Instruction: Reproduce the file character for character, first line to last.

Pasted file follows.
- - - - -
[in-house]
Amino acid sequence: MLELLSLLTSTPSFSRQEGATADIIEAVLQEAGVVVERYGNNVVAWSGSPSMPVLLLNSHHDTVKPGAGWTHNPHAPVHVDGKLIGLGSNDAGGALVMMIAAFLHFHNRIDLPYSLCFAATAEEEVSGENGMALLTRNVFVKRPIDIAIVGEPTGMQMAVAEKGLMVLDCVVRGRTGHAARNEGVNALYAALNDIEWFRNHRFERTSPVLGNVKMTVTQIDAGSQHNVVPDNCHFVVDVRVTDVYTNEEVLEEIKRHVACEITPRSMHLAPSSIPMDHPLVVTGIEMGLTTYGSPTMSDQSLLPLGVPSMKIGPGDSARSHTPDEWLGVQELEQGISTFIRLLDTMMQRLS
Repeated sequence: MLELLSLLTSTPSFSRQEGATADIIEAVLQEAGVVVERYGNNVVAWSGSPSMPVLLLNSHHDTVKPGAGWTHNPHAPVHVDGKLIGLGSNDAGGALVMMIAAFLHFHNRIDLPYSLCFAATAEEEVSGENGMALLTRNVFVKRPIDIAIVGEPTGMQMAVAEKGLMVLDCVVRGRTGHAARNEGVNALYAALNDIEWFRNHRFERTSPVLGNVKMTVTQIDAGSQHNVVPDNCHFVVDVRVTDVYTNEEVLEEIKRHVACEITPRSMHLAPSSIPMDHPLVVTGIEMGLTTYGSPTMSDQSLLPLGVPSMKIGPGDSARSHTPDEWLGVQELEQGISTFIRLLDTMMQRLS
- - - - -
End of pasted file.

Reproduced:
[in-house]
Amino acid sequence: MLELLSLLTSTPSFSRQEGATADIIEAVLQEAGVVVERYGNNVVAWSGSPSMPVLLLNSHHDTVKPGAGWTHNPHAPVHVDGKLIGLGSNDAGGALVMMIAAFLHFHNRIDLPYSLCFAATAEEEVSGENGMALLTRNVFVKRPIDIAIVGEPTGMQMAVAEKGLMVLDCVVRGRTGHAARNEGVNALYAALNDIEWFRNHRFERTSPVLGNVKMTVTQIDAGSQHNVVPDNCHFVVDVRVTDVYTNEEVLEEIKRHVACEITPRSMHLAPSSIPMDHPLVVTGIEMGLTTYGSPTMSDQSLLPLGVPSMKIGPGDSARSHTPDEWLGVQELEQGISTFIRLLDTMMQRLS
Repeated sequence: MLELLSLLTSTPSFSRQEGATADIIEAVLQEAGVVVERYGNNVVAWSGSPSMPVLLLNSHHDTVKPGAGWTHNPHAPVHVDGKLIGLGSNDAGGALVMMIAAFLHFHNRIDLPYSLCFAATAEEEVSGENGMALLTRNVFVKRPIDIAIVGEPTGMQMAVAEKGLMVLDCVVRGRTGHAARNEGVNALYAALNDIEWFRNHRFERTSPVLGNVKMTVTQIDAGSQHNVVPDNCHFVVDVRVTDVYTNEEVLEEIKRHVACEITPRSMHLAPSSIPMDHPLVVTGIEMGLTTYGSPTMSDQSLLPLGVPSMKIGPGDSARSHTPDEWLGVQELEQGISTFIRLLDTMMQRLS